The Lincoln Plawg - the blog with footnotes

Politics and law from a British perspective (hence Politics LAW BloG): ''People who like this sort of thing...'' as the Great Man said

This page is powered by Blogger. Isn't yours?
Thursday, July 22, 2004

The Sam-burglar Express running for miles on fumes

The misdeeds - whatever they were - of Samuel Berger (Sandy to his still many friends) at the National Archivesare fast proving another Trent Lott/Dixiecrat divertissement for the blogosphere, it seems.

The ratio of fact to theory on offer is positively Falstaffian (June 28); the WaPo piece today (which ran on A6) provides some interesting information. And is singular in style.

The lede is strikingly a feature, not a news one:
Last Oct. 2, former Clinton national security adviser Samuel R. "Sandy" Berger stayed huddled over papers at the National Archives until 8 p.m.

A whiff of the police procedural there, perhaps. It starts as it means to go on:
What he did not know as he labored through that long Thursday was that the same Archives employees who were solicitously retrieving documents for him were also watching their important visitor with a suspicious eye.

Wot larks! The Post editorial function suddenly pixilated (perhaps it was the socks that did it), and winking to its readers.

The facts as retailed don't look good for Berger's oops theory of how the documents found their way out of the NA building. The main documents of interest, it seems, are
different drafts of a January 2000 "after-action review" of how the government responded to terrorism plots at the turn of the millennium
produced by Richard Clarke.

(Theories I've seen advanced is that some of these drafts carry manuscript comments by one or more members of the Clinton Administration, which Berger was anxious the 9/11 Commission should not get to see; or that Berger wished to preserve such drafts, fearing that the Bushies would try to disappear them. Who knows?)

An AP piece explains the security system for readers at the NA [1]. As former NSA, Berger got special treatment, apparently.

The NY Daily News expandson the exceptionalism of Berger's treatment - including a minor gem of sourcing:
Asked if guards left Berger alone in the classified reading room while he made calls, archives spokeswoman Susan Cooper replied, "I'm not going to say I haven't heard that."

On the right, the dudgeon is as high as a elephant's eye over the New York Times' treatment today under hed White House Knew of Inquiry on Aide; Kerry Camp Irked.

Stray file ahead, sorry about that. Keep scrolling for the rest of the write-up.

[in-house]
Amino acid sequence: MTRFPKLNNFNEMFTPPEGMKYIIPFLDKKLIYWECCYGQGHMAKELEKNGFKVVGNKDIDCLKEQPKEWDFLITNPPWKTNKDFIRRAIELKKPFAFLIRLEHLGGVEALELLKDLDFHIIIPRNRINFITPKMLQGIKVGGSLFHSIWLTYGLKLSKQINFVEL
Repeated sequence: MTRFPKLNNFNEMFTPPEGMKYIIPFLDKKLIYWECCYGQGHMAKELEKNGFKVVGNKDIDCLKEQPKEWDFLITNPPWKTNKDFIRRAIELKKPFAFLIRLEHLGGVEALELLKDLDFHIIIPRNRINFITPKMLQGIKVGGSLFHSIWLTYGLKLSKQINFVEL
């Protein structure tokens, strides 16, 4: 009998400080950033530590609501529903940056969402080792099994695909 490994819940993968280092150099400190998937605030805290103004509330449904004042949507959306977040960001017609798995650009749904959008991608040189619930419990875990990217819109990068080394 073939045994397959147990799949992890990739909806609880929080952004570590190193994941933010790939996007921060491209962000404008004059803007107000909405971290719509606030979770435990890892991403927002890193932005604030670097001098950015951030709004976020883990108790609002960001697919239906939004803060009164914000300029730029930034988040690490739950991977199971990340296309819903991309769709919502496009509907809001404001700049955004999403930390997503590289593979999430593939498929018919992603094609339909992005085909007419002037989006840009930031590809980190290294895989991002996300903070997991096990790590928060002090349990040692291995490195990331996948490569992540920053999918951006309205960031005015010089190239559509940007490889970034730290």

The Belgravia Dispatch fulminates - to what seems to be widespread acclaim -
Rarely have I seen a major newspaper play a story in such brazenly partisan fashion.

It truly beggars belief.

The objection is to the piece's angle: the belated admission that the White House Counsel's office had been told by Justice about the investigation.

(No doubt, Kossacks' belief was beggared by the fact that the SCLM [2] should have managed to slant a piece in a way hostile to the Administration!)

A search reveals that, on Sockgate, there have been four pieces by staff writers run by the Times [3], plus three wire pieces: hardly surprising that a fresh slant would be sought.

(Outrage is only possible amongst those subscribing to the fatuous and counterfactual theory of objective journalism. Strange to find it from a resident of London whose press famously glories in its lack of objectivity!)

  1. The piece notes an earlier case of documents going AWOL:
    the 7th U.S. Cavalry Regiment communications journal for July 1950, during the Korean War. That month, a battalion from the cavalry killed many South Korean refugees at the village of No Gun Ri.
    The record filleted for the greater good, no doubt. Under whose administration, I wonder?

  2. So Called Liberal Media - of which the NYT is perhaps the prime example.

  3. On July 20 Kerry Adviser Steps Aside Amid Outcry Over Documents, July 20 Clinton Aide Took Classified Material and July 21 A Kerry Adviser Leaves the Race Over Missing Documents.

free website counter Weblog Commenting and Trackback by